Northampton resident brings experience to administrator job in Deerfield


  • Deerfield town offices building just outside the center of town. Recorder Staff/Andy Castillo Recorder Staff/Andy Castillo

For the Gazette
Thursday, March 02, 2017

SOUTH DEERFIELD — Northampton’s Wendy Foxmyn is bringing decades of experience in small town government to bear on her job as Deerfield’s new administrator.

“It’s endless opportunities and challenges. You name it — everything from snowplowing to solar energy — it’s always interesting,” she said about what draws her to work in small towns.

“First of all, I like the people I work with. The town has excellent employees. I’ve always liked my work in local government. It’s been my life,” Foxmyn said recently, sitting inside her office in the town’s municipal building. “I appreciate small towns. The community connections, the volunteers, and I have a big volunteer life as well. I appreciate what they do.”

Last month, Foxmyn signed a three-year contract as the town’s administrator, following a job offer by the selectboard. Her role in Deerfield is the latest in a local government career in the Pioneer Valley that has spanned more than 30 years.

“Smaller communities may demand more from an administrator than larger ones, because in many ways, with smaller departments and a strong reliance on volunteers, the town administrator has to know everything in a way a town manager in a larger community might not,” she said. “You have to have an overview of land use, environmental issues, human resources, budgets, public records, energy, technology.”

Over the years, Foxmyn has “written a lot of grants,” served on a variety of government and nonprofit committees and been part of organizations ranging from the Greenfield Senior Center, where she was an interim director, to playing violin with the Pioneer Valley Symphony to serving on Northampton’s Public Works Commission.

Starting in the 1980s and after graduating from the University of Cincinnati with a bachelor’s degree in urban affairs, Foxmyn was one of the region’s first town administrators in Leyden, though the position there was called administrative assistant at the time.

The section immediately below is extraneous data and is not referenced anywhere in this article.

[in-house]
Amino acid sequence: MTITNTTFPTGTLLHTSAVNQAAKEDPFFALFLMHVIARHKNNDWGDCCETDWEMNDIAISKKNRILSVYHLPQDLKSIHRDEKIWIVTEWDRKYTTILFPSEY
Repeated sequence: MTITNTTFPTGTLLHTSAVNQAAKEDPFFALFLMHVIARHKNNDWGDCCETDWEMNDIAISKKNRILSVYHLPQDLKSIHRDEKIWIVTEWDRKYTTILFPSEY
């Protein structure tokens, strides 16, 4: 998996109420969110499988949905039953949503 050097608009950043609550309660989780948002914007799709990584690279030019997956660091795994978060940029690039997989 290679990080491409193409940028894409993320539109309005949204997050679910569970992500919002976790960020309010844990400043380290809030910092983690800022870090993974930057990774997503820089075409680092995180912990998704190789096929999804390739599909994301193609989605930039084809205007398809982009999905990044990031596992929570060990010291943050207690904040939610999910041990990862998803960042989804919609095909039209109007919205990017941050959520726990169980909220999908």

Later, she became a “circuit rider,” a regional town administrator covering Huntington, Worthington, Blandford and Chester. Around that time, Foxmyn also launched into a parallel career in mediation through a training program at the University of Massachusetts.

Since then, she’s worked as a municipal law paralegal with attorney Donna MacNicol, helped start the Greenfield Housing Partnership, served as resource and development coordinator at Franklin Regional Council of Governments and has been grants coordinator for the Massachusetts Chiefs of Police Association. She has also been regional programs manager at the Pioneer Valley Planning Commission, director of The Mediation & Training Collaborative, town administrator in Sunderland and interim administrator for Longmeadow, Leverett, Northfield and Deerfield.

In light of her extensive background, Foxmyn said, “I’ve appreciated having people on boards with a range of perspectives — which Deerfield’s Select Board has. I value everyone for whatever they bring to the table.”

Foxmyn, a Northampton resident originally from New York, calls herself a “semi-quasi native,” claiming the Pioneer Valley as home. Foxmyn moved to Greenfield in 1977. “I stood in the middle of Greenfield, at Federal and Main and said, ‘I love this place.’”

Looking ahead, she described Deerfield as “extraordinary, so many aspects to this beautiful rural town with many farms, hills, the river, the second largest tourist attraction in the state (Yankee Candle), several prep schools, the state’s first economic and industrial commission, and a rich and long history. I’m here at an interesting time.”